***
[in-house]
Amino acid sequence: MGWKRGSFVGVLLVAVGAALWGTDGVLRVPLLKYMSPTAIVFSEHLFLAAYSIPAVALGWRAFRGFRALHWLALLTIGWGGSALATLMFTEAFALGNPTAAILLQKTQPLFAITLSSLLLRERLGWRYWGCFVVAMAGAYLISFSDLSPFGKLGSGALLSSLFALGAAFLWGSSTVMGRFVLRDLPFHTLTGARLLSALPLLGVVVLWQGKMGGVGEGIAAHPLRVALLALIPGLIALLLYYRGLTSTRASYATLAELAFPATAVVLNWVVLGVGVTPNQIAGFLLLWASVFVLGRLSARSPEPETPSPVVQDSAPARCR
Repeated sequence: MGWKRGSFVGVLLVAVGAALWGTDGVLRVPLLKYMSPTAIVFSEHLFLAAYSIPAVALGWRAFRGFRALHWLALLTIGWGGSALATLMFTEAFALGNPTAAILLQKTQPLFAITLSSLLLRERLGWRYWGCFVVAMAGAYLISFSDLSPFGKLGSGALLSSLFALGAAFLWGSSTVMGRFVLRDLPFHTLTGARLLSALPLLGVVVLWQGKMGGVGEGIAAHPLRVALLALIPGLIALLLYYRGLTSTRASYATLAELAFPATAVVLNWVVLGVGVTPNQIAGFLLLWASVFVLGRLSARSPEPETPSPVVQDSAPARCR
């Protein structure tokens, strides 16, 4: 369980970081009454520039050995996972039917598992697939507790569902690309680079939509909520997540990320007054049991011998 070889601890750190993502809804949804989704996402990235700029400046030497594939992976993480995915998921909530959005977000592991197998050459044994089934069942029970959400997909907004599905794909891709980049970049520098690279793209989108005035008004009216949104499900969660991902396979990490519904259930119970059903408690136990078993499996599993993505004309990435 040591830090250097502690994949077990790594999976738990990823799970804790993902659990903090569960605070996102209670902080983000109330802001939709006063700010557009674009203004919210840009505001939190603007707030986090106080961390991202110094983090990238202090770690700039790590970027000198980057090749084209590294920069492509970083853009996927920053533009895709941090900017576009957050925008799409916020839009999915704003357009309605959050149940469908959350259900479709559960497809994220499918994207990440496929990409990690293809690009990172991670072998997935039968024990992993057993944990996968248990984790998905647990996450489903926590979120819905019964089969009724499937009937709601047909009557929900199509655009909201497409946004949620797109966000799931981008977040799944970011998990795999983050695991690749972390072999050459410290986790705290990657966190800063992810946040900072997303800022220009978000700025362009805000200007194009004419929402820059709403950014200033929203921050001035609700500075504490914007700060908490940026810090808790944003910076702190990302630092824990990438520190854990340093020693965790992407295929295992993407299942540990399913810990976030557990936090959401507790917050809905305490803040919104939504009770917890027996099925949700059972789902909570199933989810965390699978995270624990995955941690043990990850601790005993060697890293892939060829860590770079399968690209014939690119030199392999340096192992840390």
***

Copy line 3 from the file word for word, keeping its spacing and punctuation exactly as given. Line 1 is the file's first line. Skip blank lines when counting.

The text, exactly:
Repeated sequence: MGWKRGSFVGVLLVAVGAALWGTDGVLRVPLLKYMSPTAIVFSEHLFLAAYSIPAVALGWRAFRGFRALHWLALLTIGWGGSALATLMFTEAFALGNPTAAILLQKTQPLFAITLSSLLLRERLGWRYWGCFVVAMAGAYLISFSDLSPFGKLGSGALLSSLFALGAAFLWGSSTVMGRFVLRDLPFHTLTGARLLSALPLLGVVVLWQGKMGGVGEGIAAHPLRVALLALIPGLIALLLYYRGLTSTRASYATLAELAFPATAVVLNWVVLGVGVTPNQIAGFLLLWASVFVLGRLSARSPEPETPSPVVQDSAPARCR